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who we are

Community Conversations: Sister to Sister, a women’s health initiative, is an open forum to explore health issues of relevance to Black women and their families.



Startling disparities in morbidity, mortality, and access to high-quality healthcare for U.S. Black women are well-documented. To combat these disparities, we host monthly meetings in a local hair salon that bring together Black women with a rotating multidisciplinary team of Black women health professionals for informal and candid conversation. Having regular opportunities to meet with other Black women to discuss health and practice health-related conversations can improve our participants' health and wellness experience. Through our efforts, we:

Build a sense of community.

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Address the legacy of mistrust between the Black and medical communities to foster greater access to healthcare resources.

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Consider the root causes of socioeconomic ills and provide solutions.

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Prioritize women’s health and promote self-care as an essential part of a woman’s role within the family.


Our Mission

Community Conversations: Sister to Sister aims to:


  • Remove barriers to improved health outcomes in the Black community by providing a forum for open and honest dialogue between key stakeholders.

  • Empower community participants as they navigate the medical system in search for the highest quality care for themselves and their families.


Our community includes women of color from varied educational, socioeconomic, and ethnic backgrounds. Our incredibly diverse Black community includes women who are American-born, Caribbean, and African, among other nationalities. Women from the Cambridge community and healthcare providers from medicine, science and public health gather together to learn from each other. Together, we aim to break down barriers between patient and providers, as well as the community and those who provide care to the community. Our circular forum approach equalizes all participants, providing a level playing field for dialogue.

Our Community

Our Model






Profound conversations occur daily at hair salons in the black community. We expand and adapt a well-recognized Barbershop/Salon model long employed in public health. While the Barbershop format supports single-session, information-driven lectures, the unidirectional flow of content from health providers to consumers does not develop an interconnected community who share information and strategies. Designed to address the broader health needs of Cambridge’s Black women and families, our implementation brings together Black women consumers with Black women providers on common ground and in ongoing conversation. We aim to form a new “health care team” of consumers and faculty and to encourage all team members to value different forms of expertise. Knowledge can be trained and lived, quantitative and qualitative, population-wide and family-specific.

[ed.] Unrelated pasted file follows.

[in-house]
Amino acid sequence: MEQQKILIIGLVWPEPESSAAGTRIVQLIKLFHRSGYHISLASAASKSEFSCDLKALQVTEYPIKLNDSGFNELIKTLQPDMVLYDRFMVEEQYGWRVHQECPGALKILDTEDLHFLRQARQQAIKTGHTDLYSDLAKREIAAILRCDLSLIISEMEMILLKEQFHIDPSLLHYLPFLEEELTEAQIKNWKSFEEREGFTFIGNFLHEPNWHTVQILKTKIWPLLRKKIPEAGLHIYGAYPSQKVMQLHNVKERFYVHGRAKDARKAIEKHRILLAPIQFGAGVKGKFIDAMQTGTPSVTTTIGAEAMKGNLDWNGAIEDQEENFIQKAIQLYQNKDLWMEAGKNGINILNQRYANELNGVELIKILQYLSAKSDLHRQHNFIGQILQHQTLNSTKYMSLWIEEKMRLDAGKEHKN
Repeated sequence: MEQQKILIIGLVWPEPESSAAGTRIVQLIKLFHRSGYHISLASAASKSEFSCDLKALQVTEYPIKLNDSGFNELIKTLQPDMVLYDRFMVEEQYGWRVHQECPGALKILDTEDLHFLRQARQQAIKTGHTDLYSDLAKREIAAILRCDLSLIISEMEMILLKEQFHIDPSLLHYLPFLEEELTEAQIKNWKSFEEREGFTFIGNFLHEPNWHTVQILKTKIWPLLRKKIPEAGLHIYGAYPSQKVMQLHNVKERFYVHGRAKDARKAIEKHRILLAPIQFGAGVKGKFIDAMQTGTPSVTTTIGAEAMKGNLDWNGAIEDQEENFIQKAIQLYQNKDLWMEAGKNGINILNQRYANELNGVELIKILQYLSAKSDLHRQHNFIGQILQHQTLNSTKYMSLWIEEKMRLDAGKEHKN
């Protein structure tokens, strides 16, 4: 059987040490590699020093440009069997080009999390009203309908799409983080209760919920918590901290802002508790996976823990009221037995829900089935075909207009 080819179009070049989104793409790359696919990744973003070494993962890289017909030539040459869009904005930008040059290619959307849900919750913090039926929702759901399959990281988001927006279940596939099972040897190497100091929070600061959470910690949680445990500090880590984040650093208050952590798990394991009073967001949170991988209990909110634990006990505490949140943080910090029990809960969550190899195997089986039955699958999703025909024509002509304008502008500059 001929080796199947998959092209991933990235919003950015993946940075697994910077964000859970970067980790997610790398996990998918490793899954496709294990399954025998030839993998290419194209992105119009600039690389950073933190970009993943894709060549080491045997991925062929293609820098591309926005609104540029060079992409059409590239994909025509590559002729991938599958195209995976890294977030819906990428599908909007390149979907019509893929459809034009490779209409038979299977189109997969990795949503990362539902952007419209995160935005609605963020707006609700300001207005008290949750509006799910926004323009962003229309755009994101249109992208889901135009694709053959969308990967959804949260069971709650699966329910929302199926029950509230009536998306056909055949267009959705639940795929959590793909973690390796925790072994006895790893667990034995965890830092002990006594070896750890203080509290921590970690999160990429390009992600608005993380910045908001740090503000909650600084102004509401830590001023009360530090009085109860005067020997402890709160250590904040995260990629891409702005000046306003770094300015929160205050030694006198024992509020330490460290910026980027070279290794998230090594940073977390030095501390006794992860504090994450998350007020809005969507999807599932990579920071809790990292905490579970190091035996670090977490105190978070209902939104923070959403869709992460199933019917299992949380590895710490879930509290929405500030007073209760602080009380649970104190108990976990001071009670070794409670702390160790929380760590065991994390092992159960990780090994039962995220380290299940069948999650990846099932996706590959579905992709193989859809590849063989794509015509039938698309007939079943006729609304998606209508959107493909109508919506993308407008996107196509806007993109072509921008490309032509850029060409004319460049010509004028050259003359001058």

Our approach, while covering disease processes, focuses on promoting health and wellbeing. The agenda includes practical care issues, prevention strategies, associated risks and comorbidities, disparities in access to health resources and care, and heritability. Health challenges are placed in context, allowing our consumers to develop a more holistic picture of how to work toward health and wellbeing. While up-to-date health information is exchanged at each conversation, we also provide each participant with tools to create an individualized health scaffolding. Developing health literacy skills to evaluate the validity and applicability of health information requires becoming familiar with health related language and concepts. Our participants critically assess health information gleaned from our sessions, the media, and medical journal articles (provided at each session), and shared by their personal health care practitioners. This emphasis on a shared role as the “keepers” of important health information and medical decision-making has the potential to reduce some barriers to improved access to and uptake of health care resources. 


Our community participants often share that they don’t have time and space to consider their own health needs—that they rank low on their own priority lists and there are too many other people that they need to care for first. Recognizing that women often serve as the stewards of family health, the benefits of our efforts have been felt much more broadly. Exploring the stresses of balancing the needs and demands placed on women’s shoulders, Community Conversations helps women internalize that in order to fulfill their role of "Chief of Family Health," they too must preserve their own health.


Lastly, we evaluate and assess our impact with an evidence-based approach through the collection of qualitatitve and quantitative data capturing our participants' experiences. By determining the drivers of and barriers to participation, we can improve our outreach efforts and provide targeted support to individuals in fulfilling their healthcare goals.

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